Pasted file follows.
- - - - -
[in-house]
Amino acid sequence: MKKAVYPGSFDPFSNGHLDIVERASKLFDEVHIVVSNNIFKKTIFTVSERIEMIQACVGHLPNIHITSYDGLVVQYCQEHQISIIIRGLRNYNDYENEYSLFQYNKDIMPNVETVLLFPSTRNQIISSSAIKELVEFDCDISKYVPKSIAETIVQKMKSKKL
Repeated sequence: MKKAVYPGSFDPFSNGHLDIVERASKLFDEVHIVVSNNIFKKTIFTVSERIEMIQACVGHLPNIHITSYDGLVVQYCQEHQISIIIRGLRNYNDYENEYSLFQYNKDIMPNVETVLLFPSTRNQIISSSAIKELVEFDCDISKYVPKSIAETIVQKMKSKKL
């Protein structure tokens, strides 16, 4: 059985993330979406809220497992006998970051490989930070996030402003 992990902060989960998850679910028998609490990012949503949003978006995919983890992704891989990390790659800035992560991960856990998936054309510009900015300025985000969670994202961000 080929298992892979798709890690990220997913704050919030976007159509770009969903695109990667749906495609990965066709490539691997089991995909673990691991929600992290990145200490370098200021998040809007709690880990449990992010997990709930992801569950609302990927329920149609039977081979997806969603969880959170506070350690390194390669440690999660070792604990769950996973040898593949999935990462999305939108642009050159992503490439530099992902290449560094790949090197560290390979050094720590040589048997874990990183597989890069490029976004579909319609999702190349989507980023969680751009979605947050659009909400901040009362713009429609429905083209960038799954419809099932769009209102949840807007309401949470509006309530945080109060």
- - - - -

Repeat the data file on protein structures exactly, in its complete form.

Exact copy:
[in-house]
Amino acid sequence: MKKAVYPGSFDPFSNGHLDIVERASKLFDEVHIVVSNNIFKKTIFTVSERIEMIQACVGHLPNIHITSYDGLVVQYCQEHQISIIIRGLRNYNDYENEYSLFQYNKDIMPNVETVLLFPSTRNQIISSSAIKELVEFDCDISKYVPKSIAETIVQKMKSKKL
Repeated sequence: MKKAVYPGSFDPFSNGHLDIVERASKLFDEVHIVVSNNIFKKTIFTVSERIEMIQACVGHLPNIHITSYDGLVVQYCQEHQISIIIRGLRNYNDYENEYSLFQYNKDIMPNVETVLLFPSTRNQIISSSAIKELVEFDCDISKYVPKSIAETIVQKMKSKKL
């Protein structure tokens, strides 16, 4: 059985993330979406809220497992006998970051490989930070996030402003 992990902060989960998850679910028998609490990012949503949003978006995919983890992704891989990390790659800035992560991960856990998936054309510009900015300025985000969670994202961000 080929298992892979798709890690990220997913704050919030976007159509770009969903695109990667749906495609990965066709490539691997089991995909673990691991929600992290990145200490370098200021998040809007709690880990449990992010997990709930992801569950609302990927329920149609039977081979997806969603969880959170506070350690390194390669440690999660070792604990769950996973040898593949999935990462999305939108642009050159992503490439530099992902290449560094790949090197560290390979050094720590040589048997874990990183597989890069490029976004579909319609999702190349989507980023969680751009979605947050659009909400901040009362713009429609429905083209960038799954419809099932769009209102949840807007309401949470509006309530945080109060």